A Matter Of Health
‘He Who Rounds The Corners…’
The Gemara discusses the extent of the prohibition to shave one’s pe’os which is derived from the words, “and do not round the corners of your head” (Leviticus 19:27).
If Reuven has his pe’os shorn by Shimon, not only is Reuven (referred to as the nikef – the one shaved) subject to lashes, but so is Shimon (referred to as the makif – the one shaving) (Makkos 20b).
This rule, however, does not apply to minors and women. Minors, obviously, are excluded from all mitzvos, and shaving is no exception. Women, on the other hand, are permitted to shave the corners of their head because the prohibition of shaving one’s pe’os is compared to the prohibition of shaving one’s beard. Since women do not grow beards, they are not subject to the prohibition of shaving a beard; therefore they are also not subject to the prohibition of shaving pe’os (even though they actually grow hair in the pe’os region) (Kiddushin 35a).
Who Is The Barber?
R. Ada bar Ahava on our daf maintains that a man is permitted to shave a woman’s or minor’s pe’os since they are permitted to shave themselves. He is of the opinion that a makif is subject to lashes only if the nikaf is forbidden from shaving, for there is scriptural comparison between the nikaf and makif. Therefore, if there is no prohibition for minor and women to shave themselves, there is no prohibition for a man to shave them.
To prove his assertion, R. Ada bar Ahava notes that it was commonplace in his times to shave children’s pe’os. Rashi (Nazir 57b, s.v. “Amar lei R. Ada b. Ahava…”) explains that this was done for health reasons.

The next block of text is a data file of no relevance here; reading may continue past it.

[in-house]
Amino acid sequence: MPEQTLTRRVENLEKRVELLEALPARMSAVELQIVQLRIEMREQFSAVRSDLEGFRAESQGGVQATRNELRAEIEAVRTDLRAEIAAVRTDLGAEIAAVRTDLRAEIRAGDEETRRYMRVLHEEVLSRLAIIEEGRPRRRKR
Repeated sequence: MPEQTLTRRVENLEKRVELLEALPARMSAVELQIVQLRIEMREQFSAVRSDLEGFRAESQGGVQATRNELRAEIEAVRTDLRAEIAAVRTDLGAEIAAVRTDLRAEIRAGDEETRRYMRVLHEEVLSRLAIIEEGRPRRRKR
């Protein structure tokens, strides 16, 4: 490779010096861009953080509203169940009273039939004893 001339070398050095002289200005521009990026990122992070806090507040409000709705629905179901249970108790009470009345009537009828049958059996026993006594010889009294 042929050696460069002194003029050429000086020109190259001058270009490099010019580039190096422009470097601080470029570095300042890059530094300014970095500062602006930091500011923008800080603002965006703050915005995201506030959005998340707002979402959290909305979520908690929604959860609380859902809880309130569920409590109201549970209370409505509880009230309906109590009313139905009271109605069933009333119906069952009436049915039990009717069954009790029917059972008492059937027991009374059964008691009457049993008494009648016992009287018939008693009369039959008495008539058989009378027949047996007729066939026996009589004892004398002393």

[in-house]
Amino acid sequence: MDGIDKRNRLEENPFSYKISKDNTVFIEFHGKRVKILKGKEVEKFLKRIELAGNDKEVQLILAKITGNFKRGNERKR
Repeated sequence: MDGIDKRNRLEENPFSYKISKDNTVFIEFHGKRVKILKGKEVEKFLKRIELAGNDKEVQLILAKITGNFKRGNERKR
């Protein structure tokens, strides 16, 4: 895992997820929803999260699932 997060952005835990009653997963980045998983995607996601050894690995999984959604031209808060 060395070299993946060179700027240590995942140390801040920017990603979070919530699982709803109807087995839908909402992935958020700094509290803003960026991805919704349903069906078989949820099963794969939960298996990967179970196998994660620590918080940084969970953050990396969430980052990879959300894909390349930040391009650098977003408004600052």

R. Huna disagrees with R. Ada and maintains that it is forbidden for an adult male to shave a minor. Since he is liable for shaving his own hair, he is liable for shaving the pe’os of another – even a minor’s. However, Rav Huna explains that his wife would shave the children’s pe’os. He is of the opinion that the law of makif applies only to men and not to women.
Feeding A Child Non-Kosher
Poskim (Rabbi Akiva Eger, Yoreh De’ah 181; She’ar Hamelech [Hilchos Avodas Kochavim, chapter 12]; Responsa Beis Ephraim, Yoreh De’ah 62; and Beis HaLevi, Vol. 1:15) find difficulty with R. Huna’s view in light of the Gemara (Yevamos 114a) which states that even if one is not obligated to restrain a young child from eating non-kosher food, it is forbidden to actively feed a child non-kosher food or to directly cause him to violate other prohibitions.
Accordingly, it is difficult to understand why R. Huna permitted his wife to shave the children’s pe’os. Even if the prohibition does not apply to a makif who shaves a child (and does not apply to women at all), it should be forbidden for an adult to cause a child to violate the issur of having his pe’os shorn.
Sitting by Passively
The Beis Ephraim (Yoreh De’ah vol. 1:15) explains that shaving a minor is not akin to causing him to eat non-kosher food since the minor who takes a haircut sits passively and does not actively perform an issur. However, an adult – though he too sits passively – violates a prohibition when he allows his pe’os to be shorn by virtue of his consent. A minor cannot possibly violate this issur because he lacks the required mental competence; therefore his “passive” consent has no legal significance.
Alternatively, the Bais HaLevi (vol. 1:15) explains that R. Huna permitted his wife to shave the children’s pe’os only because it was necessary for health reasons, as Rashi indicates. Since, according to many opinions, the prohibition to feed a child non-kosher food or to cause him to violate the law of rounding one’s pe’os are both of rabbinic origin, the prohibition is suspended when the child’s health is at stake.